Niederösterreichisches Landesarchiv secures document preservation for posterity through digitization

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Protecting irreplaceable historic records while transforming operational efficiency.

5 June 2024 mins
Library archive

Conserving one of Austria’s largest public archives

Located in St. Pölten, the Landesarchiv stores records produced by the administrative bodies and courts that have been and are currently active in Lower Austria. Extensive holdings, which date back to the Middle Ages and the time of Emperor Frederick Barbarossa, include manuscripts, administrative and court records, photographs, plans and cadastral items as well as other sensitive materials that are to be preserved for posterity.

“All citizens have a right to inspect records and we very often attract researchers, historians, and government officials seeking clarification of specific events,” said Dr. Stefan Eminger, Head of Contemporary History at Niederösterreichisches Landesarchiv. That demands not only a data- protected environment but also careful handling of the documents in terms of conservation.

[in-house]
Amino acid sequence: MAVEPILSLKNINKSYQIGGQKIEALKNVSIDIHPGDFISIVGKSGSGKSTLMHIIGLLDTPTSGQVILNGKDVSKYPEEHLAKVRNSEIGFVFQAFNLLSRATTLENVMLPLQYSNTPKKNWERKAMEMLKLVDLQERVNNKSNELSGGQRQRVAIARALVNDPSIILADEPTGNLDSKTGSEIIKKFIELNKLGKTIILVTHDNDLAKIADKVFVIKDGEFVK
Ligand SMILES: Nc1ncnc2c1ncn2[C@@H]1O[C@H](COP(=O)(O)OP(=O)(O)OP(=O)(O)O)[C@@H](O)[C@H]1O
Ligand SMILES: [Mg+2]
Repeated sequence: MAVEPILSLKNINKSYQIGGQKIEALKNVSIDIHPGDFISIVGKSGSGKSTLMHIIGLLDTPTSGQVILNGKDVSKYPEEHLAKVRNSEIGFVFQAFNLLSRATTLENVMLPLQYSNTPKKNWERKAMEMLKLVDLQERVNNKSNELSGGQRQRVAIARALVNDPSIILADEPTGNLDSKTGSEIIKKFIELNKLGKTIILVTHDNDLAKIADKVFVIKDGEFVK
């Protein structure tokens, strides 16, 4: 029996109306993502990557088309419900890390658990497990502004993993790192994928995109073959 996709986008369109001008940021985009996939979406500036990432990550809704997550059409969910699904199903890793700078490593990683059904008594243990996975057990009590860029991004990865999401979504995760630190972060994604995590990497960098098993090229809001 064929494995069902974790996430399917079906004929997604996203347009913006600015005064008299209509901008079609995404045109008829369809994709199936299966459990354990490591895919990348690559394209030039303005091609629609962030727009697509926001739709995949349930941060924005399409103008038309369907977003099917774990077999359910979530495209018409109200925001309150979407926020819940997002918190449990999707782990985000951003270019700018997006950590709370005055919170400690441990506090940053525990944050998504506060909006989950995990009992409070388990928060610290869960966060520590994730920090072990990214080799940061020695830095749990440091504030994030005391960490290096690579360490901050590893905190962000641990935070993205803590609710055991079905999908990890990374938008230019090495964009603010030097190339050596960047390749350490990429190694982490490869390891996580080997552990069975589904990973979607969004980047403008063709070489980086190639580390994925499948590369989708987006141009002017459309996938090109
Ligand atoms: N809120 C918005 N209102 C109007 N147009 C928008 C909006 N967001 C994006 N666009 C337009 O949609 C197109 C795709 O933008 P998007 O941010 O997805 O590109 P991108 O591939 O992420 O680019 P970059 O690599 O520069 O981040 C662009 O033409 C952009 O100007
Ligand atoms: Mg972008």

No archival record has ever been damaged.
Dr. Stefan EmingerHead of Contemporary History Niederösterreichisches Landesarchiv

Taking charge of history

The archive’s principal duty is to preserve all records of state administration worthy of archiving, including physically endangered and very old documents that should remain untouched and safe from harmful environmental factors like damp and dust.

Dr. Eminger added: “The best way to store an asset would be if no one had access to it, but that misses the point of an archive because our goal is to make historical documents accessible to everyone. Our role as an archive means we must meet both objectives and through our restoration department ensure the originals remain in good condition.”

With that goal in mind, as part of a large international digitization project the archive was looking to convert official documents from the Holocaust and nazi regime, many of which were fragile paper files and handwritten notes. Thereby improving access for researchers, relatives of victims, and other interested parties around the world.